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For most analysts, the plunge by the New Zealand dollar in recent weeks, well below Reserve Bank expectations, is of rising concern.
BNZ currency strategist Jason Wong said the New Zealand dollar had come under "significant pressure" during the past month.
"Some of the fall in the New Zealand dollar we expected this year has occurred in a very short space of time and much earlier than expected, with a remarkable downturn in sentiment for the kiwi over recent weeks," he said.
Amid more more hawkish global central bank comments, the Reserve Bank had remained steadfast in its view that its OCR would remain low for a prolonged period, Mr Wong said.
There were several factors to the turnaround and weakening of the kiwi, with more hawkish Federal Reserve guidance this month having raised the prospect of three rate rises in the US rather than two, for 2017, Mr Wong said.
ASB chief economist Nick Tuffley said he expected the Reserve Bank to hold on Thursday, maintaining a neutral bias, and keep the OCR at 1.75% to the end of 2018.
"The New Zealand dollar has continued to depreciate since the February monetary policy statement and remains below the Reserve Bank’s assumed levels, while petrol and food prices have climbed," he said.
The "most striking" change in recent weeks had been the ongoing depreciation of the New Zealand dollar, which had continued to fall further below Reserve Bank forecasts.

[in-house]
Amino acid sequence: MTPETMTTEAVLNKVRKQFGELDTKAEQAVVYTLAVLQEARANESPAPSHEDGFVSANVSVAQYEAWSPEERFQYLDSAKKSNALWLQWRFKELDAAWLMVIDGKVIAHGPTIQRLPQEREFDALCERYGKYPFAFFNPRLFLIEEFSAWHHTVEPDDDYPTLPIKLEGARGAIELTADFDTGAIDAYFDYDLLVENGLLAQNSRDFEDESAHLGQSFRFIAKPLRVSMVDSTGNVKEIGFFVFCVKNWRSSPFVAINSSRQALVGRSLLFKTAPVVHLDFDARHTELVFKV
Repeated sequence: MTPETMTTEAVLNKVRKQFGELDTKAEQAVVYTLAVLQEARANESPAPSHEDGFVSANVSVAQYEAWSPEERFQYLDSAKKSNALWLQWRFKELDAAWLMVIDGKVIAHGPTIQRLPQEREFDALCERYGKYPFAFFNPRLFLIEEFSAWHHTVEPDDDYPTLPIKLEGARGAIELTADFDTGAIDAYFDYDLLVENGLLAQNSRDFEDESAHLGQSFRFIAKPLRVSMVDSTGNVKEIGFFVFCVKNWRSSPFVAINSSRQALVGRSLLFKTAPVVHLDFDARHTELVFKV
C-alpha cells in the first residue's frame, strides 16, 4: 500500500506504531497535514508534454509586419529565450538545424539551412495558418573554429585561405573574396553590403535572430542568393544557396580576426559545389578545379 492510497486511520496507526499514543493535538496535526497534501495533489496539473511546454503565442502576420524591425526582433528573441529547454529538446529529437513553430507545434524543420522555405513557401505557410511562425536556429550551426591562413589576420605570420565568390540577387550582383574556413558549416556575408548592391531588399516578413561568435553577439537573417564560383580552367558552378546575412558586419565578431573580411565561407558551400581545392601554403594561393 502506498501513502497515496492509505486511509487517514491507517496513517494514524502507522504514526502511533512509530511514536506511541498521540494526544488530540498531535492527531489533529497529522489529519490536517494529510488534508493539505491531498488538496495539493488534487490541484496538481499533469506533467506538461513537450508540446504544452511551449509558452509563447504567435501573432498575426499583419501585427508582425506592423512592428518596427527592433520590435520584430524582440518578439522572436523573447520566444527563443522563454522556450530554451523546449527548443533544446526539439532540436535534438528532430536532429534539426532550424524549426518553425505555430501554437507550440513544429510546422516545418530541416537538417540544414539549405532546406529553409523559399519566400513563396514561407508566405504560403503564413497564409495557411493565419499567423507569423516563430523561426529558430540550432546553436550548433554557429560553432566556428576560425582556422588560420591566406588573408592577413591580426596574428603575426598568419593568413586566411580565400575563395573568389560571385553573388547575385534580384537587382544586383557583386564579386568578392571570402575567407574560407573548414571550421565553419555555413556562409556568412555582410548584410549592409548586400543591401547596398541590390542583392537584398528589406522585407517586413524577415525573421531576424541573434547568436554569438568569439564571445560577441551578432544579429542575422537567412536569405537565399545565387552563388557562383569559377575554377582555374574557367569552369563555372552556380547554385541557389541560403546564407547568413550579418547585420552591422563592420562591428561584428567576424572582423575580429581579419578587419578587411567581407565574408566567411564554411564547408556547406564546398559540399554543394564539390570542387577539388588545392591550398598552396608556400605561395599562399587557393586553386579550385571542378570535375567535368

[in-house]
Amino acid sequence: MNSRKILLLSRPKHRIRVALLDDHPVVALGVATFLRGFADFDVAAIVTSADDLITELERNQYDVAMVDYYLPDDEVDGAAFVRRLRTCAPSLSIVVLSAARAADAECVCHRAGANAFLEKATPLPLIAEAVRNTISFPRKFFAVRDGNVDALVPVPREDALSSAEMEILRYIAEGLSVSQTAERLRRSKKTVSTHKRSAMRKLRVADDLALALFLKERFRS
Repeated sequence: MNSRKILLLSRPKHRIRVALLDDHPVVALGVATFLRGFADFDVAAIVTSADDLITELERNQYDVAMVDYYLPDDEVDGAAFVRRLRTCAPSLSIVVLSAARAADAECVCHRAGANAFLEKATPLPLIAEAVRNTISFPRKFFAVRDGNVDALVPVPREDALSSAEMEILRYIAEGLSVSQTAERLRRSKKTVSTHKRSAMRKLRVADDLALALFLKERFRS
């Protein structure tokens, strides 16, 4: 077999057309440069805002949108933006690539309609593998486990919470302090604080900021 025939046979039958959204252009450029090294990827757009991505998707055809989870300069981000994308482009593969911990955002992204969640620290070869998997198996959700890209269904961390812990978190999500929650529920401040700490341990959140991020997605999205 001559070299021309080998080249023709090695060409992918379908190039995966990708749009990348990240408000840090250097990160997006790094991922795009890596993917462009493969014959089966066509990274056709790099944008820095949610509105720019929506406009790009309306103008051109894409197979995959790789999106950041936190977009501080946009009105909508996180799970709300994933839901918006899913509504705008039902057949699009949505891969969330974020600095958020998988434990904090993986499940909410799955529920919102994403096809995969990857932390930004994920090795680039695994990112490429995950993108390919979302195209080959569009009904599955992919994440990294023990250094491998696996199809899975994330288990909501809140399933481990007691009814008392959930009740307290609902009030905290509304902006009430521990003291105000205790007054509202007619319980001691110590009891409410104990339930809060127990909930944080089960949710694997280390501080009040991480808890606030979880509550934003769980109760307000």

Not only had the kiwi declined as dairy prices fell back, the US dollar had strengthened on expectations the US’ central bank, the Federal Reserve, would lift its interest, which it did last Thursday.
Mr Tuffley said the declining New Zealand dollar and dairy price drop were "roughly cancelling each other out".
Westpac chief economist Michael Gordon also expected the OCR to be held.
"While near-term inflation is looking a bit stronger, growth in activity has fallen short of the Reserve Bank’s very optimistic forecasts. The slowdown in the housing market may have been a factor here," he said.
The issue for the Reserve Bank was not that the economy was slowing, as the underlying picture looked "pretty steady", and growth was running at what Westpac characterised as "average", but that the bank needed more than "average" growth to meet its inflation target, a range of 1% to 3%.
"The risk is that the economy simply doesn’t have enough puff to generate the domestic price pressures that the Reserve Bank is hoping for," Mr Gordon said.